Sunday, 14 July 2019

Malcolm Roberts

Malcolm Roberts and me

The news is out that I have sued Malcolm Roberts under the Common Informers (Parliamentary Disqualifications) Act and had a bit of a win. I won $6000 and court costs, for me the money was the least important thing, though it will be nice for my wife and I to get an electric bike each. The most important thing was being the first to successfully use the act and win.

I quite often get asked why I bothered and the answer is pretty simple, Peta Credlin. In 2013 I asked Tony Abbott, our then newly elected Prime Minister, to show his renunciation of British citizenship papers. He refused to answer my letters so I contacted his parliamentary office and suggested to his Chief of Staff that a Freedom Of Information request could get the information he refused to show the world. She told me that she would become the FOI clerk if I dared lodge an FOI asking for Mr Abbott's renunciation of British citizenship paperwork.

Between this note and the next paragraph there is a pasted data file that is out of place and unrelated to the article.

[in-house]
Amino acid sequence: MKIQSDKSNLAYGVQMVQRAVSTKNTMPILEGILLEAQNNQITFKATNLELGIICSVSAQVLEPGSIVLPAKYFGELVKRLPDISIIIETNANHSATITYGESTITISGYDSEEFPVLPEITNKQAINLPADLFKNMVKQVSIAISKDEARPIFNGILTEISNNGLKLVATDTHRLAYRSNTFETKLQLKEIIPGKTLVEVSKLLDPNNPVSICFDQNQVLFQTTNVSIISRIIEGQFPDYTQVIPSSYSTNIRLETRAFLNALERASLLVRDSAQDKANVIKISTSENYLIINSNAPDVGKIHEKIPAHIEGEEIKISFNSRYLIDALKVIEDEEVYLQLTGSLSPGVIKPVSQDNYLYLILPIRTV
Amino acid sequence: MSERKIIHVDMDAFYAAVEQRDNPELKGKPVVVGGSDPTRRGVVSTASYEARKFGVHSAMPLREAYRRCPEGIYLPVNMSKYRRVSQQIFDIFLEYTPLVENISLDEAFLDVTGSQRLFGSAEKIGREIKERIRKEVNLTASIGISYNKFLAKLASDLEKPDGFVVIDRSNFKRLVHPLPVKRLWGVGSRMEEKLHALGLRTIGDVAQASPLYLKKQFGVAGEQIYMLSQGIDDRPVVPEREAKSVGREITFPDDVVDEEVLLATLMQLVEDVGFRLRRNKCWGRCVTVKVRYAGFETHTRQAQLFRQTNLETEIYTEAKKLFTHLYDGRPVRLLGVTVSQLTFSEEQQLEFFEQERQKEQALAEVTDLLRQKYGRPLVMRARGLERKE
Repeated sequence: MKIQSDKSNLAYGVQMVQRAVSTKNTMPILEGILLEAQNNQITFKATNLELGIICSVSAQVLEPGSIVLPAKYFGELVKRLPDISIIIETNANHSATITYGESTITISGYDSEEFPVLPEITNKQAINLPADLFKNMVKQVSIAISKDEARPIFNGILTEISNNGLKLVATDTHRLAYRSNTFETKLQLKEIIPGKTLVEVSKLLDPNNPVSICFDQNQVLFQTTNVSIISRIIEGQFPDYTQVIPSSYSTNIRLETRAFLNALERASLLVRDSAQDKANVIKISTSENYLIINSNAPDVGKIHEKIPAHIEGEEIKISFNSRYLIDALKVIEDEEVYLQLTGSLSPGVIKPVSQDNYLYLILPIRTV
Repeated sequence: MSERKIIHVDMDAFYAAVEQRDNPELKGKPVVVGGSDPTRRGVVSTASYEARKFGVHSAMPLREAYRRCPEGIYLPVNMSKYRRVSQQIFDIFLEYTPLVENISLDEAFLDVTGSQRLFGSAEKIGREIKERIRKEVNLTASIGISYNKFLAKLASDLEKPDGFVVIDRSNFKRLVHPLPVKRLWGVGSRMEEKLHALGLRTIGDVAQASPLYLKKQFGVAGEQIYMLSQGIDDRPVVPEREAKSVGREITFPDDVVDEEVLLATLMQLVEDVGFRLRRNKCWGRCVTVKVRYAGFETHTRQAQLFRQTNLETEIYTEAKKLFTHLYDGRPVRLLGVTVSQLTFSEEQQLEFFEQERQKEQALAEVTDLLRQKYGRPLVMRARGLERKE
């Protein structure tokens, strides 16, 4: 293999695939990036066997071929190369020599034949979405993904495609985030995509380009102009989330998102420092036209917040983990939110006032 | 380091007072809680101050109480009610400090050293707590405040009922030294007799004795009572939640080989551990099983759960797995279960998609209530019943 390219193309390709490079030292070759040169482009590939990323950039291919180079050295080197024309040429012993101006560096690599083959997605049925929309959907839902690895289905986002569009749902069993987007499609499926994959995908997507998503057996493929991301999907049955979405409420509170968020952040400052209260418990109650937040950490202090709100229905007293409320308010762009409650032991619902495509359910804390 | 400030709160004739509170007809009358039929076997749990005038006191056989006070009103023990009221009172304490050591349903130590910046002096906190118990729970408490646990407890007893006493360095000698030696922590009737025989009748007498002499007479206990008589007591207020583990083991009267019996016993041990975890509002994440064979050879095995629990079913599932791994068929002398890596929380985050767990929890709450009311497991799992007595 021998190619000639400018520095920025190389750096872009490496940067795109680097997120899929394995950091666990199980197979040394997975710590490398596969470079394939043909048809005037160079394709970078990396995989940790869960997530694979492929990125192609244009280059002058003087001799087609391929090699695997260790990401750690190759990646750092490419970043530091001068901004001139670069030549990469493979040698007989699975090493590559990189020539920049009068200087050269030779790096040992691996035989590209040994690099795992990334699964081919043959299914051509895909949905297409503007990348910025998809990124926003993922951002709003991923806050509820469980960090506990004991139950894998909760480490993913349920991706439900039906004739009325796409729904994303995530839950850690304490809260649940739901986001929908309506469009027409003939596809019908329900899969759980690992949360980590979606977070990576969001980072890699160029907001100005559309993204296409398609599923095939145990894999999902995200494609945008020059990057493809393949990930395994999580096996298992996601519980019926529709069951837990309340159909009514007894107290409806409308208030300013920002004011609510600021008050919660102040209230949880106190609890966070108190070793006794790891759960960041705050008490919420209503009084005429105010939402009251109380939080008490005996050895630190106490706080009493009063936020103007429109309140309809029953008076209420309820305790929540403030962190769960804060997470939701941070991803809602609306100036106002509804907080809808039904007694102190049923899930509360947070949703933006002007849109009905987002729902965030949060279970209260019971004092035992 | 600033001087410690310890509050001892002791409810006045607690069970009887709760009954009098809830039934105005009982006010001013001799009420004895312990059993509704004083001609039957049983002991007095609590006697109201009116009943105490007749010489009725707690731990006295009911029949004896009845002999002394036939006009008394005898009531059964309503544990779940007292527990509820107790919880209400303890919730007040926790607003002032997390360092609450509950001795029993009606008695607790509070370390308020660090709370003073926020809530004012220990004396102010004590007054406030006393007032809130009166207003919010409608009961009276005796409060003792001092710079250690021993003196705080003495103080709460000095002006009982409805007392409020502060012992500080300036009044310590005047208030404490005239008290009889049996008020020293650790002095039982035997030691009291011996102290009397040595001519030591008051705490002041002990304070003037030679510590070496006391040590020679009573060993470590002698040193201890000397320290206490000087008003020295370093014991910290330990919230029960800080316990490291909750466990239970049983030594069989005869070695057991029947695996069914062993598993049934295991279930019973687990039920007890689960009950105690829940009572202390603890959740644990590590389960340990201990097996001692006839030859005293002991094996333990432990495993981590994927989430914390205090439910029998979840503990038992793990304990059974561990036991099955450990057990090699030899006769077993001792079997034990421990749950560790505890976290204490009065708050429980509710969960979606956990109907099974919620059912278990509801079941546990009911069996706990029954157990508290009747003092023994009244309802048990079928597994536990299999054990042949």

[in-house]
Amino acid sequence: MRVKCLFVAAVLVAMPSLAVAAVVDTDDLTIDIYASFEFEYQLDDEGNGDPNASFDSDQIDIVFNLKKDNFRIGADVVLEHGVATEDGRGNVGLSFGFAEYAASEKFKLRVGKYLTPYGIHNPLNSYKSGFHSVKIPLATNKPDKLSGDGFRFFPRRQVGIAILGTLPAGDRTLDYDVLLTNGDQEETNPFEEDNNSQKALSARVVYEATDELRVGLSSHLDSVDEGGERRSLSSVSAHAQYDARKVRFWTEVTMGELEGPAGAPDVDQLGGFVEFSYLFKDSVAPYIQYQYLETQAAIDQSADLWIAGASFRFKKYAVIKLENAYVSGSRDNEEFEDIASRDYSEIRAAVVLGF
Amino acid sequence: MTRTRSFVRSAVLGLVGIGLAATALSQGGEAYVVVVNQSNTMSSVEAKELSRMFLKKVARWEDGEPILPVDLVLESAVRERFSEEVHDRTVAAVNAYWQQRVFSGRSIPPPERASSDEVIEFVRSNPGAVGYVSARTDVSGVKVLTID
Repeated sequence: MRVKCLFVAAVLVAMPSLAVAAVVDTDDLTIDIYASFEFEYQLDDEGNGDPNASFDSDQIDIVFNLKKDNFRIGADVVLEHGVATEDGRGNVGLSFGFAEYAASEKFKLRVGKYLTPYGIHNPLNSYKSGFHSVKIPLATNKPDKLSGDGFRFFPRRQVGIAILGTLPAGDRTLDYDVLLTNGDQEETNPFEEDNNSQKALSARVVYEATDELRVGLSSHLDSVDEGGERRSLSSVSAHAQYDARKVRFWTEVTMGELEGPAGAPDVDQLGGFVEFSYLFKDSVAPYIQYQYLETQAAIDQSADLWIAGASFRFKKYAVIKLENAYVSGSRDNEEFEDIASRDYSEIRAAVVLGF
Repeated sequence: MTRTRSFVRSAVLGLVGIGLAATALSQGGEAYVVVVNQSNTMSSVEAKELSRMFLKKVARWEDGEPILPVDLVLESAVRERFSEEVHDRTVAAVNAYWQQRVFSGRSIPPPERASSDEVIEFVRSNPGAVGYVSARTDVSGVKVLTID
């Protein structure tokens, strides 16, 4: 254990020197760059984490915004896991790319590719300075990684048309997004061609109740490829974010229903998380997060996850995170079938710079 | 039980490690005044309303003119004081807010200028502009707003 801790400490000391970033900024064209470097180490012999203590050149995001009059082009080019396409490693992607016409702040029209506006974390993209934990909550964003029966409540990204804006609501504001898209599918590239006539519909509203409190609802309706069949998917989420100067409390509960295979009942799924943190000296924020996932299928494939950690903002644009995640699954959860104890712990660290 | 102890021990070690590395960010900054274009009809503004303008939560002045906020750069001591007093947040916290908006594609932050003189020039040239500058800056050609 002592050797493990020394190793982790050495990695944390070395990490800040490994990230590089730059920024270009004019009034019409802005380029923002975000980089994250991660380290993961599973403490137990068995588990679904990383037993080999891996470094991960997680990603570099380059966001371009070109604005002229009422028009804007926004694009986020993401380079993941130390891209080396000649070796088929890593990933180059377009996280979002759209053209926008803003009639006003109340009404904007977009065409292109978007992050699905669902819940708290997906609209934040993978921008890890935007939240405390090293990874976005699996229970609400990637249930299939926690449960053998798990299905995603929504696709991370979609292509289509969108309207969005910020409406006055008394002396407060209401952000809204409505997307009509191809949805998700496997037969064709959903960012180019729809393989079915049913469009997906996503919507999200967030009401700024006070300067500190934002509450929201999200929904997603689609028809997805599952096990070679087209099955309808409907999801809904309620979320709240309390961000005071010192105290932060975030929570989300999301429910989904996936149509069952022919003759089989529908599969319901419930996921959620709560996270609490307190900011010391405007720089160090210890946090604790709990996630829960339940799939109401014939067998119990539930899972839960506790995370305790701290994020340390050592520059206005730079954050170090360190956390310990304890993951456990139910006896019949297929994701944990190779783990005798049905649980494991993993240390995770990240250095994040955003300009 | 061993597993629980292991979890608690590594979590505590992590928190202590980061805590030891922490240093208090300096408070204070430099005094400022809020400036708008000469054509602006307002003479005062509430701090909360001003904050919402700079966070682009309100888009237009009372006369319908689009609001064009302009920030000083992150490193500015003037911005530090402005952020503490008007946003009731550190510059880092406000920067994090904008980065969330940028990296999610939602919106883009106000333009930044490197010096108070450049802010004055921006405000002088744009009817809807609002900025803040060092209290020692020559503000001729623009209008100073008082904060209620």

I was irked. Good old fashioned irkdom took over and I started looking at our constitution, in particular S44 and asking questions of those MPs who were born overseas. None replied so a Twitter ordeal began which helped contribute to so many MPs being removed form parliament for breaching our constitution. I wasn't the only person doing this, many others took up the fight and it was pleasing to see the court actions finally happen. One man in Perth drew up a petition asking Mr Abbott to show his renunciation papers and it got 60,000 signatures. That petition was given to several politicians and they used the paperwork to line their kitty litter trays, it was never mentioned in parliament. Unfortunately my whole history of Twitter activism in the S44 process was deleted by Jack Dorsey the boss of Twitter when he decided my calling a rich bitch a rich bitch in a discussion about franking credits was bullying and not allowed.